In response to the question, "How can I appropriately use AI?" I would offer a first counterquestion of "Do you really need to?" I did, or at least I thought I did, and acted in good faith. However, speaking reasonably, I do not see much of any need to use AI now. I can continue to read AI articles on Arxiv, and I can continue to scan headlines on Medium to try to find the occasional posting that is not pure journalistic sensationalism. I still believe that with my signature contribution to the conversation, I would be failing to love my neighbor if I did not at least try to offer helpful comment about AI. But my general practice and recommendation has been to use some technologies in moderation and abstain from others, and my conscience has been to abstain from SecondWife, er, SecondLife. What has appeared in my conscience is not primarily that it offers a means for sexual sin, as that it offers a created, constructed world that offers an alternative to living in God's reality. Arguably I am already doing that by writing this from a warm room inside a house where at this instant I do not directly see anything not artificial except for my hands, but this is taken to an entirely new level in SecondWife.

I have said before that I believe critiques of technologies age well, and with that I suspect that lessons learned from precursor technologies are good candidate for lessons that apply to using AI. From "Social Antibodies" Needed, I pull various things that have almost all been said before, in contexts other than AI, that are still good ideas. These include:

  1. Set a time boundary around your use of AI. Use it then and nothing else.

  2. Use AI when you have a specific purpose, and don't dally. (Idle hands are the devil's workshop.)

  3. Get on the same page as your pastor in using AI.

  4. Don't use AI for intimacy.

  5. Share what you are doing with your priest, spouse, or a trusted friend.

  6. Don't use AI as some kind of magic treasure from another world.

  7. Don't let AI be something that is "always on," in the background when it is not in the foreground.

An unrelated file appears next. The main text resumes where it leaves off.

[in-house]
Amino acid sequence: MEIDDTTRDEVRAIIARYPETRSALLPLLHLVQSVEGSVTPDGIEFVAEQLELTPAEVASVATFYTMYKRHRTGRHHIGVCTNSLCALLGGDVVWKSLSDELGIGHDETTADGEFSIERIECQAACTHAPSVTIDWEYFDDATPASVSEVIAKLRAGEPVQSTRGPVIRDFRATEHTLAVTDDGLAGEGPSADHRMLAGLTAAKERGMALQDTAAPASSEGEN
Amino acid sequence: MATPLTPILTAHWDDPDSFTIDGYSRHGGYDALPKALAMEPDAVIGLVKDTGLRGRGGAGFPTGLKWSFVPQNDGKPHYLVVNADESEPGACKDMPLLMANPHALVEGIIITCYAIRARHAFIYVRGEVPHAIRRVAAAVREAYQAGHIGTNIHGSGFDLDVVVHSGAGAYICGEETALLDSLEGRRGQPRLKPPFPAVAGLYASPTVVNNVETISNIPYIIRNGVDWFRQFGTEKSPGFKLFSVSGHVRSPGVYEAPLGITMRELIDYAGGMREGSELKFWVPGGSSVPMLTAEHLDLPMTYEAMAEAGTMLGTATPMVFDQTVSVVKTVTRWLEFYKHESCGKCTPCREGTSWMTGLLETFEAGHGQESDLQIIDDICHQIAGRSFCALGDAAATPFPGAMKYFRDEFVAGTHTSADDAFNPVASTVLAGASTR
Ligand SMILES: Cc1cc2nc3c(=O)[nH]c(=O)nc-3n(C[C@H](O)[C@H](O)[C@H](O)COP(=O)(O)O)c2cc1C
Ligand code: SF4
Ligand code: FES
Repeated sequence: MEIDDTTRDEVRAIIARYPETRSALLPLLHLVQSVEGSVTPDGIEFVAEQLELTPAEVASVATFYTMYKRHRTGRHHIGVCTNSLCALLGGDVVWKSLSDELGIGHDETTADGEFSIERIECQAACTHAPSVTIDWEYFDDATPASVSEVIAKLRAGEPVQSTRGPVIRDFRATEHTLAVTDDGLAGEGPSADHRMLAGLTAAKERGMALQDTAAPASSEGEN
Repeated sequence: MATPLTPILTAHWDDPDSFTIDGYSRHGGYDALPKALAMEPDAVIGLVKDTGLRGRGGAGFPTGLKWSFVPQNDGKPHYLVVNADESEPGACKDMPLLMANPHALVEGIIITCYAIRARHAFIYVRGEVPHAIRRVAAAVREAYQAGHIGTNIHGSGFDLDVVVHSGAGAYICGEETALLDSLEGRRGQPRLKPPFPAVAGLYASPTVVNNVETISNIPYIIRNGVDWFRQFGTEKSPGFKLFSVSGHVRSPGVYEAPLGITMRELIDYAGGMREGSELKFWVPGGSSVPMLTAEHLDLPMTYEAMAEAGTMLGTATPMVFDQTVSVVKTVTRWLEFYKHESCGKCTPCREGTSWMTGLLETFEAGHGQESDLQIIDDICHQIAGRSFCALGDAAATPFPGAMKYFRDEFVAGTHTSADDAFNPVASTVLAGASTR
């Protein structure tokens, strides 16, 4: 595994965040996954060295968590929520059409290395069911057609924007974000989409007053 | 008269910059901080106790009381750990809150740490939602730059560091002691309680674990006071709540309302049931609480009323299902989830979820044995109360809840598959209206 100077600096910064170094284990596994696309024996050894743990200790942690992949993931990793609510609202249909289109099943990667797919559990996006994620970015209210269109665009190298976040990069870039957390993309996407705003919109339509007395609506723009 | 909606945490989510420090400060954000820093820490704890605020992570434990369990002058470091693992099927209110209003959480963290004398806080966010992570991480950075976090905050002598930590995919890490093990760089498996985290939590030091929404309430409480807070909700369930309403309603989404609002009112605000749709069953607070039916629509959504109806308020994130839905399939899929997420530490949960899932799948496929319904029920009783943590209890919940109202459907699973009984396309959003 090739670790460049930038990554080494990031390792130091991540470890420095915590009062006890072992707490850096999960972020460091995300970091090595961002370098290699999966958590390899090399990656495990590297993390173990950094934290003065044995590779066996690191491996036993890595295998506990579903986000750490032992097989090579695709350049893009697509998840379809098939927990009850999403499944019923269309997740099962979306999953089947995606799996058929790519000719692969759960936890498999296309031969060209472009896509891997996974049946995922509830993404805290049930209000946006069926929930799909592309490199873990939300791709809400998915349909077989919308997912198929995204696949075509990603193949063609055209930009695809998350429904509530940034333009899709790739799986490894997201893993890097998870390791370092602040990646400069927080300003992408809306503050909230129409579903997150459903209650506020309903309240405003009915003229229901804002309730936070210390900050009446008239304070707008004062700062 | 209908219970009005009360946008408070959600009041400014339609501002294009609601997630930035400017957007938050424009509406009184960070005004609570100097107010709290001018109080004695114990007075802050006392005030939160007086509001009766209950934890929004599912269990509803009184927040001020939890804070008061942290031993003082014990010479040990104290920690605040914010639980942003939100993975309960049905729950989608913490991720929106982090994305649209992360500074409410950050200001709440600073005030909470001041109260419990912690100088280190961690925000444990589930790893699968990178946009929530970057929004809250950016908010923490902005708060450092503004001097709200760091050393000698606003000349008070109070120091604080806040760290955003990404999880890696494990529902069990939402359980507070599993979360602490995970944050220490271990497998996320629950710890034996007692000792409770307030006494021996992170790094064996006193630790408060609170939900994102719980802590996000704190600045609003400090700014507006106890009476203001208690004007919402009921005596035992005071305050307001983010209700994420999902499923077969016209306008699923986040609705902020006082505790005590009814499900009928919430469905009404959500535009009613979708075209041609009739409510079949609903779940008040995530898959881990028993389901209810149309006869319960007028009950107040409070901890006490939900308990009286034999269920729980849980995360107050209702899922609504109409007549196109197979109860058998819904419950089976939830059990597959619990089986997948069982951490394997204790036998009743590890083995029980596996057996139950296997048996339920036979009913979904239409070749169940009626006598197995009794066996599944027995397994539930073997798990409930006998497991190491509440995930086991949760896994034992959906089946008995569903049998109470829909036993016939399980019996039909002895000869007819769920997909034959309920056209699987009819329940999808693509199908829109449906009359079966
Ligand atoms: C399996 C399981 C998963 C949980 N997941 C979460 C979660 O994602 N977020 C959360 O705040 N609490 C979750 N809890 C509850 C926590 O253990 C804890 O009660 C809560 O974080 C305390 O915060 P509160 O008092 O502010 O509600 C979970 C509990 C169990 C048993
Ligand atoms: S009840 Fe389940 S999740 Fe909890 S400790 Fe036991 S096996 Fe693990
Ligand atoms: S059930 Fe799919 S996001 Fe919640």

8. Don't use AI to do your thinking for you. At very least use a search engine to research something instead of relying on (other) AI.

  9. Don't plagiarize AI. If you cannot do something yourself, learn how to do it instead of having an AI do it for you.

  10. Don't trust AI. "Hallucinations" are enough of an issue that at least one major chatbot puts a warning at the bottom of the screen saying to double check its facts. I have read pro-AI sources, but I have never read someone contest that "hallucinations" are an issue.

If this seems restrictive, they are scarcely more restrictive than the discipline I observe around my phone and which I share with others in How Can I Take my Life Back from my Phone?, and allow me, for instance, not to check my phone compulsively.

I hesitate to say AI can produce nothing good, and after finishing all of this draft but the introduction and questions, I want to read next an Arxiv article about using AI to prevent suicides where social media sees possible advance warnings that a person is in danger of suicide. That is nothing to sneeze at.

However, I would encourage you, like me, to be skeptical, to be careful, and question whether you need to directly engage AI at all. We will have enough engagement with AI whether we want it or not.

And enjoy life. Real, organic life with real, organic intelligence.

But you are still welcome to say that my reading about using AI to prevent suicide is part of the Big Brother that starts off by barking up the wrong fire hydrant.